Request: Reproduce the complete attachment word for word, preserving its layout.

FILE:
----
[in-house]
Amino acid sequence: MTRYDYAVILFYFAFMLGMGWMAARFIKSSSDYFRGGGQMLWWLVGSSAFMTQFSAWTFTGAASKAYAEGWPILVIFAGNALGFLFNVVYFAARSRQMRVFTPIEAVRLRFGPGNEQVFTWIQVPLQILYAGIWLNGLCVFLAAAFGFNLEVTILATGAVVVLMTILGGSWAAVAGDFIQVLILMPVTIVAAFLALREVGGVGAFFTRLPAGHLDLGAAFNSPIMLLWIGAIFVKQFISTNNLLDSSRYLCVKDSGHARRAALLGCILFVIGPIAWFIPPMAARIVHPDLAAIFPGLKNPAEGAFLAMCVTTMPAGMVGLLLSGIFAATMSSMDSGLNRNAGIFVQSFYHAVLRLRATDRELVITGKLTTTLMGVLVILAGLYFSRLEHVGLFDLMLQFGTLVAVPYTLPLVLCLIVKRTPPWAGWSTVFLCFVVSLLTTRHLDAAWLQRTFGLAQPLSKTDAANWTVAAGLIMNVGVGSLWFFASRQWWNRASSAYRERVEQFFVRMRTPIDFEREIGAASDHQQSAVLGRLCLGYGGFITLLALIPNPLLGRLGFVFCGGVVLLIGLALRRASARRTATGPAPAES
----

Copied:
[in-house]
Amino acid sequence: MTRYDYAVILFYFAFMLGMGWMAARFIKSSSDYFRGGGQMLWWLVGSSAFMTQFSAWTFTGAASKAYAEGWPILVIFAGNALGFLFNVVYFAARSRQMRVFTPIEAVRLRFGPGNEQVFTWIQVPLQILYAGIWLNGLCVFLAAAFGFNLEVTILATGAVVVLMTILGGSWAAVAGDFIQVLILMPVTIVAAFLALREVGGVGAFFTRLPAGHLDLGAAFNSPIMLLWIGAIFVKQFISTNNLLDSSRYLCVKDSGHARRAALLGCILFVIGPIAWFIPPMAARIVHPDLAAIFPGLKNPAEGAFLAMCVTTMPAGMVGLLLSGIFAATMSSMDSGLNRNAGIFVQSFYHAVLRLRATDRELVITGKLTTTLMGVLVILAGLYFSRLEHVGLFDLMLQFGTLVAVPYTLPLVLCLIVKRTPPWAGWSTVFLCFVVSLLTTRHLDAAWLQRTFGLAQPLSKTDAANWTVAAGLIMNVGVGSLWFFASRQWWNRASSAYRERVEQFFVRMRTPIDFEREIGAASDHQQSAVLGRLCLGYGGFITLLALIPNPLLGRLGFVFCGGVVLLIGLALRRASARRTATGPAPAES